REFERENCES

1. Errico TJ, Bauer RD. Thoracolumbar spine injuries. In: Errico TJ, ed. Spinal Trauma. Philadelphia, Pa: JB Lippincott; 1991:195-269.

2. Gaines RW. Humphreys WG. A plea for judgment in management of thoracolumbar fractures and fracture dislocations. A reassessment of surgical indications. Clin Orthop 1984; 189:36-42.

3. Jacobs RR. Casey MP. Surgical management of thoracolumbar spinal injuries. General principles and controversial considerations. Clin Orthop. 1984: 189:22-35.

4. McAfee PC, Bohlman HH. Complications following Harrington instrumentation for fractures of the thoracolumbar spine. J Bone Joint Surg. 1985; 67A:672-686.

5. Stauffer ES. Internal fixation of fractures of the Thoracolumbar spine. ./ Bone Joint Surg. 1984; 66A:1136-1138.

6. Coirei Y, Dubousset J. GuiUaumal M. New universal instrumentation in spinal surgery. Clin Orthop. 1988; 227: 10-23.

7. Errico TJ. Kostuik JP. Anterior techniques of stabilization in thoracic and lumbar trauma. In: Errico TJ. ed. Spinai Trauma. Philadelphia. Pa: JB Lippincott; 1991:195-269.

8. Lesoin F, Auiricque A, Villette L, Franz K, Jomin M. Usefulness of Cotrel Dubousset's universal instrumentation in dorsolumbar pathology. Acta Neurochir (Wien). 1987; 89(l-2):80-83. Preliminary report.

9. Leventhal MR. Fractures, dislocations, and fracturedislocations of spine. In: Crenshaw AH, ed. Campbell's Operative Orthopaedics. 8th ed. St Louis, Mo: Mosby-Year Book. Ine: 1992:3553-3582.

10. Ostermann PA, Holt RT. Johnson JR, Henry SL. Treatment of unstable thoracic and lumbar spinal fractures wilh Cotrel-Dubousset instruments. Langenbecks Arch Chir. 1990; 375(3): 161-165.

11. Dick W. Osteosynthesis of severe injuries of the thoracic and lumbar spine with internal fixation. Langenbecks Arch Chir. 1984:364:343-346.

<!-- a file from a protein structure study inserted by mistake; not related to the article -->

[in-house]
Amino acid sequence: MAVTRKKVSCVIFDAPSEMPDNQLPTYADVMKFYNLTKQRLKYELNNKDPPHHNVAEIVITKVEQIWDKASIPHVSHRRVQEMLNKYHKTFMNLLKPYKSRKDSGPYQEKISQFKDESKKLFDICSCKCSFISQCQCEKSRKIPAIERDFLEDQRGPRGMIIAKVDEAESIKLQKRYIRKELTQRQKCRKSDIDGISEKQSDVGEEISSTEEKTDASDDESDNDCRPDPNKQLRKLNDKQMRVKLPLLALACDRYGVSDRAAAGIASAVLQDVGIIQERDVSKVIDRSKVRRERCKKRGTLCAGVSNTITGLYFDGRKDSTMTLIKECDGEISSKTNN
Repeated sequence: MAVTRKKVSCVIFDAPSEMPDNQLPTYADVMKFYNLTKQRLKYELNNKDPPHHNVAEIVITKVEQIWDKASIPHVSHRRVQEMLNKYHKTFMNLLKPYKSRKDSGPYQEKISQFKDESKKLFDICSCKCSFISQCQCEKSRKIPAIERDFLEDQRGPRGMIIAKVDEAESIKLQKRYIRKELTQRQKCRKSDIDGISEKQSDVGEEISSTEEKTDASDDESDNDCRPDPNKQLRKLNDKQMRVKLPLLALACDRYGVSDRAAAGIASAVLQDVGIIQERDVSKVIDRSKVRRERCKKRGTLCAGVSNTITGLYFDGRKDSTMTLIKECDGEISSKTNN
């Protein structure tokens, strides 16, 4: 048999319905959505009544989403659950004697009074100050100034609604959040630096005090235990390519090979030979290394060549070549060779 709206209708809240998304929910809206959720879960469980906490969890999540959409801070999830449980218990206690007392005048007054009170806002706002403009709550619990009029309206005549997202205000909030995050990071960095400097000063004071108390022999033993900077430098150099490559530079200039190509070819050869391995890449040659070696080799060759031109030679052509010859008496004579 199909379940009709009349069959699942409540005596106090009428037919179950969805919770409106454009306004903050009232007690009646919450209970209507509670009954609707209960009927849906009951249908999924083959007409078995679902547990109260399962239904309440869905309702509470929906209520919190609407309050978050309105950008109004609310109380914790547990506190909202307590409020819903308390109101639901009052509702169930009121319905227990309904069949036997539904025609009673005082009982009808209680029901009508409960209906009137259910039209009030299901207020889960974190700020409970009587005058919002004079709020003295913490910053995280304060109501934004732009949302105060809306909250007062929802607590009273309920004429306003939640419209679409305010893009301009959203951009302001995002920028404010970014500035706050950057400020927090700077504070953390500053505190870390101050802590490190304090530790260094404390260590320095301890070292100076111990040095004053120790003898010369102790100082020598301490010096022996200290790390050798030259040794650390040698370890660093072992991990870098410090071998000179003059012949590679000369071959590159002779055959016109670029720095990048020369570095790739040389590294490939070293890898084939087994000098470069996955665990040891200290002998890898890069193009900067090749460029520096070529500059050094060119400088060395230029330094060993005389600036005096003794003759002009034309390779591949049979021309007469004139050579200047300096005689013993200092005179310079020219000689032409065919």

12. Dick W. The "fixateur interne" as a versatile implant for spine surgery. Spine, 1987; 12:882-900.

13. Karlstrom G, Olerud S, Sjostrom L. Transpedicular segmental fixation", description of a new procedure. Orthopedics. 1988; 11:689-700.

14. Olerud S, Karlstrom G, Sjostrom L. Transpedicular fixation of thoracolumbar vertebral fractures. Clin Onhop. 1988;227:44-51.

15. Aebi M, Etter C, Kehl T, Thalgott J. Stabilization of the lower thoracic and lumbar spine with the internal spinal skeletal fixation system. Indications, techniques, and first results of treatment. 6>?<?. 1987; 12:554-551.

16. Bedbrook G. Cotrel-Dubousset rods in spinal fractures. Paraplegia. 1990; 28:342-343. Letter. Comment.

17. Gertzbein SD, Jacobs RR. Stoll J, et al. Results of a locking-hook spinal rod for fractures of the thoracic and lumbar spine, Spine. 1990; 15:275-280.

18. Gertzbein SD, Macmichael D, Tile M. Harrington instrumentation as a method of fixation in fractures of the spine. J Bone Joint Surg. 1 982: 64B:526-529.

19. Jacobs RR, Schlaepfer F. Mathys R Jr, Nachemson A. Perren SM. A locking hook spinal rod system for stabilization of fracture dislocations and correction of deformities of the dorsolumbar spine. A biomechanic evaluation. Clin Orthop 1984; 189:168-177.

20. Krag MH, Beynnon BD, Pope MH, Frymoyer JW. Haugh LD, Weaver DL. An internal fixator for posterior application to short segments of the thoracic, lumbar, or lumbosacral spine. Design and testing. Clin Orthop. 1986; 203:75-98.

21. Luque ER, Cassis N, Ramirez- Wiella G. Segmental spinal instrumentation in the treatment of fractures of the thoracolumbar spine. Spine. 1982; 7(3):312-3I7.